||This article may be expanded with text translated from the corresponding article in the Japanese Wikipedia. (July 2013)|
Masayoshi Son (孫正義) on July 11, 2008
August 11, 1957 |
Tosu, Saga Prefecture, Japan
|Alma mater||University of California, Berkeley|
|Occupation||Founder & CEO of SoftBank|
|Net worth||US$ 22.3 billion|
Masayoshi Son (Japanese: 孫 正義 Hepburn: Son Masayoshi?, Korean: 손정의 Son Jeong-ui; born August 11, 1957) is a Korean-Japanese businessman and the founder and current chief executive officer of SoftBank, the chief executive officer of SoftBank Mobile, and current chairman of Sprint Corporation. According to Forbes magazine, his net worth is $22.3 billion as of 2014 and "he is the richest man in Japan", despite having the distinction of losing the most money in history (approximately $70 billion during the dot com crash of 2000). Forbes also describes him as a philanthropist.
Son was named the world's 45th most powerful person by Forbes Magazine's List of The World's Most Powerful People in 2013.
Of Korean ethnicity, Son's family adopted the Japanese surname Yasumoto (安本?) in daily life and Son used this surname as a child. Son pursued his interests in business by securing a meeting with Japan McDonald's president Den Fujita. Taking his advice, Son began studying English and computer science.
At age 16, Son moved to California and finished high school while staying with friends and family in South San Francisco. He attended the University of California, Berkeley and Los Angeles in which he majored in economics and studied computer science. Enamored by a microchip featured in a magazine, Son at age 19 became confident that computer technology would ignite the next commercial revolution.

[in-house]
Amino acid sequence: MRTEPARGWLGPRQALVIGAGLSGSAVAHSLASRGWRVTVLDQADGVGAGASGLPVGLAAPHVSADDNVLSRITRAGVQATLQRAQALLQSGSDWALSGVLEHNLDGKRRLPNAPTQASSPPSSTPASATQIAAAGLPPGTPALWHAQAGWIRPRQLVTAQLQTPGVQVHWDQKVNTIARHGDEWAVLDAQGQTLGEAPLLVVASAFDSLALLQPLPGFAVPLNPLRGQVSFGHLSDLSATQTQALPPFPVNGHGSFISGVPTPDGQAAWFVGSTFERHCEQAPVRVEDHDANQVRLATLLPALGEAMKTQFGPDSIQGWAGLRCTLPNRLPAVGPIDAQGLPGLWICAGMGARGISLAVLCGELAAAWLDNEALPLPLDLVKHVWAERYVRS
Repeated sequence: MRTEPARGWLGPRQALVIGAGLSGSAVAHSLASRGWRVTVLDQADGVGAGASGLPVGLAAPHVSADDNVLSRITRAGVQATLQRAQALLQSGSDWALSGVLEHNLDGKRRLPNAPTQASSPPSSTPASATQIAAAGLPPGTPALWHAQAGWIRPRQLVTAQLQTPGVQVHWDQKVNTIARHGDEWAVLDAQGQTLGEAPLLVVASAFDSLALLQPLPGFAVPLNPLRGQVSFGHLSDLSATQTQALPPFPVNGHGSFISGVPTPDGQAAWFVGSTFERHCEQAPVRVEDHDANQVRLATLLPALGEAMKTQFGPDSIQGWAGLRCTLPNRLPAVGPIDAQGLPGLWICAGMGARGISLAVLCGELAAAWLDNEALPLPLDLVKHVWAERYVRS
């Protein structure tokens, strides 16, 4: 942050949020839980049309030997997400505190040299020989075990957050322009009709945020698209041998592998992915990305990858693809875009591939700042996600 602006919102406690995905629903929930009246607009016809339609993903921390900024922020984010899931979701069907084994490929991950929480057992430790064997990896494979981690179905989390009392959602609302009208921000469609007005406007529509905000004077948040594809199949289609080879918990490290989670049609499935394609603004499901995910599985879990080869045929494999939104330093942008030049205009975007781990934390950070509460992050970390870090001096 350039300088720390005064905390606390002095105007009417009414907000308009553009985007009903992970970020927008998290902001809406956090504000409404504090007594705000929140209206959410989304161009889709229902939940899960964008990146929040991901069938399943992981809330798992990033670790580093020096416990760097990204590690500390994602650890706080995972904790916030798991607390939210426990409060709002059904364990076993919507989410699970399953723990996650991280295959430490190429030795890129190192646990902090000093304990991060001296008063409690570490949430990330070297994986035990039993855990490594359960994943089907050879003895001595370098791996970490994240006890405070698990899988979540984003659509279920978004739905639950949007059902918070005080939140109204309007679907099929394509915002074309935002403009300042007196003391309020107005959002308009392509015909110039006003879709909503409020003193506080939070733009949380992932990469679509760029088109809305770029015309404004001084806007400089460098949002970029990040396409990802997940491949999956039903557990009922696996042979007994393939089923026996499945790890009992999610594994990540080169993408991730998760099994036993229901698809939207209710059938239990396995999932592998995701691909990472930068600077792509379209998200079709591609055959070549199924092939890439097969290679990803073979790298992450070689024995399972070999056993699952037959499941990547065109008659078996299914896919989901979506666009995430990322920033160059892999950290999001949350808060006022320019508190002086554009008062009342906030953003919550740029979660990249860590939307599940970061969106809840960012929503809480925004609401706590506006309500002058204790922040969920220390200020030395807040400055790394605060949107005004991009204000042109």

Convinced that anything related to microchips could yield a fortune, Son decided to produce at least one entrepreneurial idea a day. He patented a translating device that he eventually sold to Sharp Electronics for $1 million. Applications of the patent include the Wizard series of Sharp PDAs.
Although SoftBank's stake in Yahoo! had dwindled to 7%, Son established Yahoo! BroadBand in September 2001 with Yahoo! Japan in which he still owned a controlling interest. After a severe devaluation of SoftBank's equity, Son was forced to focus his attention on Yahoo! BB and BB Phone. So far, SoftBank has accumulated about $1.3 billion in debt. Yet, Yahoo! BB acquired Japan Telecom, the then third largest broadband and landline provider with 600,000 residential and 170,000 commercial subscribers. Yahoo! BB is now Japan's leading broadband provider.
Vodafone K. K.
On March 17, 2006 Vodafone Group announced it had agreed to sell Vodafone K.K. to SoftBank for approximately 1.75 trillion Japanese yen (approximately US$ 15.1 billion). On April 14, 2006 SoftBank and Vodafone K. K. jointly announced, that the brand and company name Vodafone will be changed to a "new, easy-to-understand and familiar company name and brand". Masayoshi Son is the CEO (Representative Director) of Vodafone K. K.
Through SoftBank Masayoshi Son bought 76% in Sprint. SoftBank has further accumulated shares in Sprint (S); to about 80% ownership.
Investment in Solar Power
In response to the Fukushima Daiichi nuclear disaster in 2011, Masayoshi Son criticized the nuclear industry for creating “the problem that worries Japanese the most today”, and engaged in investing in a nation-wide solar power network for Japan.
- Masayoshi Son, Forbes (profile), retrieved April 27, 2011.
- Sorkin, Andrew Ross (2010-12-13). "A Key Figure in the Future of Yahoo". The New York Times. Retrieved 7 April 2012.
- "Masayoshi Son". Business week. Retrieved 27 March 2013.
- Penn, Michael (2011-04-23). "Masayoshi Son Castigates the Nuclear Industry". Shingetsu Blog. Retrieved 31 August 2011.
- Yasu, Mariko (2011-06-23). "Softbank's CEO Wants a Solar-Powered Japan". BusinessWeek. Retrieved 2011-08-23.
- Softbank’s Son pledges 120 milion salary for quake relief, Bloomberg, 2011-04-04.
- 孫正義 (masason) on Twitter
- 孫正義 (masayosison) on Facebook
- Masayoshi Son, AXA Talents, August 1, 2006.
- Bio and Photo, Time (magazine)
- Son prefers small shares of companies to huge shares, Business Week, 2000